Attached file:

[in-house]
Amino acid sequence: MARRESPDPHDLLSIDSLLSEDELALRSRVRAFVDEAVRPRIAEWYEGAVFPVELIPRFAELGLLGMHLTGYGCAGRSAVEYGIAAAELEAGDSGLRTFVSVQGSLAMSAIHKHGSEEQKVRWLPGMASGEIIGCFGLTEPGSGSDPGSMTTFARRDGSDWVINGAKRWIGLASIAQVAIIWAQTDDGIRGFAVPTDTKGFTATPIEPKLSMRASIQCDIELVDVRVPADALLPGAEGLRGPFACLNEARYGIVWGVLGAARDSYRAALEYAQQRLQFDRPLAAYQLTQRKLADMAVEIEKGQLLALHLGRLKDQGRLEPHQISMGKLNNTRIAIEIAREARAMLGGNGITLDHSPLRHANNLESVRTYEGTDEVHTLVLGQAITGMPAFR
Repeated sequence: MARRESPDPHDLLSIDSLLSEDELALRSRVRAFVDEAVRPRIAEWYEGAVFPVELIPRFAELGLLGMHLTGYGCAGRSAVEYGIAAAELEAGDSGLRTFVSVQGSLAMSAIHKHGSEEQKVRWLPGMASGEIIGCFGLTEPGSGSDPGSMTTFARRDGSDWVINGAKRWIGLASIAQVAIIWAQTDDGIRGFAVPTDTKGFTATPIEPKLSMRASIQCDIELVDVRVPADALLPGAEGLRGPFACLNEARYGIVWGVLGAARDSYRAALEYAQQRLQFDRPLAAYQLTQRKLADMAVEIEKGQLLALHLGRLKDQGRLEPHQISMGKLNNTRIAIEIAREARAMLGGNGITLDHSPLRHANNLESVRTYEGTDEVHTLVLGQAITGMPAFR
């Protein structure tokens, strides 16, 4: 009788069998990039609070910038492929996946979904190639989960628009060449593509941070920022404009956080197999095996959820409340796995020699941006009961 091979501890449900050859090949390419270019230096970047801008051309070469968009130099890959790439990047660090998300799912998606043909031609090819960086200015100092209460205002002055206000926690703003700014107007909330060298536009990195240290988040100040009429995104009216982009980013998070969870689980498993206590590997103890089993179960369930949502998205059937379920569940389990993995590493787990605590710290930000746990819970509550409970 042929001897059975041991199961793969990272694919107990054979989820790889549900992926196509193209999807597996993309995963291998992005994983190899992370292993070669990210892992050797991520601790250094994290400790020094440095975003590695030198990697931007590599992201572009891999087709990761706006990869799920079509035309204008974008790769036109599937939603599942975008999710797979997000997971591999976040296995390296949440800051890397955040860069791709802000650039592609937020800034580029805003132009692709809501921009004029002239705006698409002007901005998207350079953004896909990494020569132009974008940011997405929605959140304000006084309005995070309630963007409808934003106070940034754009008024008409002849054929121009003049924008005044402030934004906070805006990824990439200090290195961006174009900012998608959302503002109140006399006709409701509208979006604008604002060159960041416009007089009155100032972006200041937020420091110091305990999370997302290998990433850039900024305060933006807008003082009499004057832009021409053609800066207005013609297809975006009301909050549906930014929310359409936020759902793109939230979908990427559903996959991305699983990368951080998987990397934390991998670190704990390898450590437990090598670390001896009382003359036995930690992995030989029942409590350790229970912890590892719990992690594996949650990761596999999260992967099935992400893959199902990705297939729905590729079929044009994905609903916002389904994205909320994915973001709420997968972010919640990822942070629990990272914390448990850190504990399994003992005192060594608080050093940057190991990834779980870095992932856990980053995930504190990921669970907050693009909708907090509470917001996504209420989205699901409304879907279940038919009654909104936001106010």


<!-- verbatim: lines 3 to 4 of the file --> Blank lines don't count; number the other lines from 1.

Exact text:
Repeated sequence: MARRESPDPHDLLSIDSLLSEDELALRSRVRAFVDEAVRPRIAEWYEGAVFPVELIPRFAELGLLGMHLTGYGCAGRSAVEYGIAAAELEAGDSGLRTFVSVQGSLAMSAIHKHGSEEQKVRWLPGMASGEIIGCFGLTEPGSGSDPGSMTTFARRDGSDWVINGAKRWIGLASIAQVAIIWAQTDDGIRGFAVPTDTKGFTATPIEPKLSMRASIQCDIELVDVRVPADALLPGAEGLRGPFACLNEARYGIVWGVLGAARDSYRAALEYAQQRLQFDRPLAAYQLTQRKLADMAVEIEKGQLLALHLGRLKDQGRLEPHQISMGKLNNTRIAIEIAREARAMLGGNGITLDHSPLRHANNLESVRTYEGTDEVHTLVLGQAITGMPAFR
């Protein structure tokens, strides 16, 4: 009788069998990039609070910038492929996946979904190639989960628009060449593509941070920022404009956080197999095996959820409340796995020699941006009961 091979501890449900050859090949390419270019230096970047801008051309070469968009130099890959790439990047660090998300799912998606043909031609090819960086200015100092209460205002002055206000926690703003700014107007909330060298536009990195240290988040100040009429995104009216982009980013998070969870689980498993206590590997103890089993179960369930949502998205059937379920569940389990993995590493787990605590710290930000746990819970509550409970 042929001897059975041991199961793969990272694919107990054979989820790889549900992926196509193209999807597996993309995963291998992005994983190899992370292993070669990210892992050797991520601790250094994290400790020094440095975003590695030198990697931007590599992201572009891999087709990761706006990869799920079509035309204008974008790769036109599937939603599942975008999710797979997000997971591999976040296995390296949440800051890397955040860069791709802000650039592609937020800034580029805003132009692709809501921009004029002239705006698409002007901005998207350079953004896909990494020569132009974008940011997405929605959140304000006084309005995070309630963007409808934003106070940034754009008024008409002849054929121009003049924008005044402030934004906070805006990824990439200090290195961006174009900012998608959302503002109140006399006709409701509208979006604008604002060159960041416009007089009155100032972006200041937020420091110091305990999370997302290998990433850039900024305060933006807008003082009499004057832009021409053609800066207005013609297809975006009301909050549906930014929310359409936020759902793109939230979908990427559903996959991305699983990368951080998987990397934390991998670190704990390898450590437990090598670390001896009382003359036995930690992995030989029942409590350790229970912890590892719990992690594996949650990761596999999260992967099935992400893959199902990705297939729905590729079929044009994905609903916002389904994205909320994915973001709420997968972010919640990822942070629990990272914390448990850190504990399994003992005192060594608080050093940057190991990834779980870095992932856990980053995930504190990921669970907050693009909708907090509470917001996504209420989205699901409304879907279940038919009654909104936001106010």